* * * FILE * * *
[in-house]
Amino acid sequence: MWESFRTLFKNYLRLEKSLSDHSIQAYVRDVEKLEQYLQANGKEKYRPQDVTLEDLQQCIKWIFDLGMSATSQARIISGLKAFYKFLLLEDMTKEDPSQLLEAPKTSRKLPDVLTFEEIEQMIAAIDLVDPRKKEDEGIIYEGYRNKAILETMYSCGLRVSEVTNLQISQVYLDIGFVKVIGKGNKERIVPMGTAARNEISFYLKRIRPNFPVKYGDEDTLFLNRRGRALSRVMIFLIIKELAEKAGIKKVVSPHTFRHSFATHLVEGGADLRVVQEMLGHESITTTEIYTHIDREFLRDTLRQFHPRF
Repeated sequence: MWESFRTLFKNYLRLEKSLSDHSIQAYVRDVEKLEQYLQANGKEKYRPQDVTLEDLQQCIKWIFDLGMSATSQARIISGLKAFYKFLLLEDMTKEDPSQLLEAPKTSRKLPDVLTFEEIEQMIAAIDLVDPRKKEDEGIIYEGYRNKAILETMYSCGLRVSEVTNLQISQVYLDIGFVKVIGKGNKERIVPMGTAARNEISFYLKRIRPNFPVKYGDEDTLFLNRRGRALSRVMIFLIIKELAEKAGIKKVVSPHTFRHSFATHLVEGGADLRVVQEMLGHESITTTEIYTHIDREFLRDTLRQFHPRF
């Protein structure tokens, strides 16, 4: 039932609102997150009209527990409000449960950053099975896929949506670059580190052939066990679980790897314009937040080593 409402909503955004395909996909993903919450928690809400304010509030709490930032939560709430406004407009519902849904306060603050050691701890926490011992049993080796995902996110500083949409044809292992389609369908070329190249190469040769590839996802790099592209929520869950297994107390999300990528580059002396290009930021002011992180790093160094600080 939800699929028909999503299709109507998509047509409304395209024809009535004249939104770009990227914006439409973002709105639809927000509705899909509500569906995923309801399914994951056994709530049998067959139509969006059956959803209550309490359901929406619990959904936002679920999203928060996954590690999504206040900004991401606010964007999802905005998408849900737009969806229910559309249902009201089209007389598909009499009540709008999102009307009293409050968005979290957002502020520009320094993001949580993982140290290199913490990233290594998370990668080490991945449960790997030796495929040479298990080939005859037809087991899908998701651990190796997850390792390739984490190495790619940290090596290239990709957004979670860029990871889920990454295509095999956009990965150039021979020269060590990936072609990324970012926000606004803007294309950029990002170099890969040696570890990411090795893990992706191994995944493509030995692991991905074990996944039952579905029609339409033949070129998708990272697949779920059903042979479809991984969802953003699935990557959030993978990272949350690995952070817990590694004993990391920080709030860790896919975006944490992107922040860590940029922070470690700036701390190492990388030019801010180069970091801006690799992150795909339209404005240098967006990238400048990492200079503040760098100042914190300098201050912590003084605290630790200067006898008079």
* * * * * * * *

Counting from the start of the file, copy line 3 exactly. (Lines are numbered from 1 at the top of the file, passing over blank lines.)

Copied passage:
Repeated sequence: MWESFRTLFKNYLRLEKSLSDHSIQAYVRDVEKLEQYLQANGKEKYRPQDVTLEDLQQCIKWIFDLGMSATSQARIISGLKAFYKFLLLEDMTKEDPSQLLEAPKTSRKLPDVLTFEEIEQMIAAIDLVDPRKKEDEGIIYEGYRNKAILETMYSCGLRVSEVTNLQISQVYLDIGFVKVIGKGNKERIVPMGTAARNEISFYLKRIRPNFPVKYGDEDTLFLNRRGRALSRVMIFLIIKELAEKAGIKKVVSPHTFRHSFATHLVEGGADLRVVQEMLGHESITTTEIYTHIDREFLRDTLRQFHPRF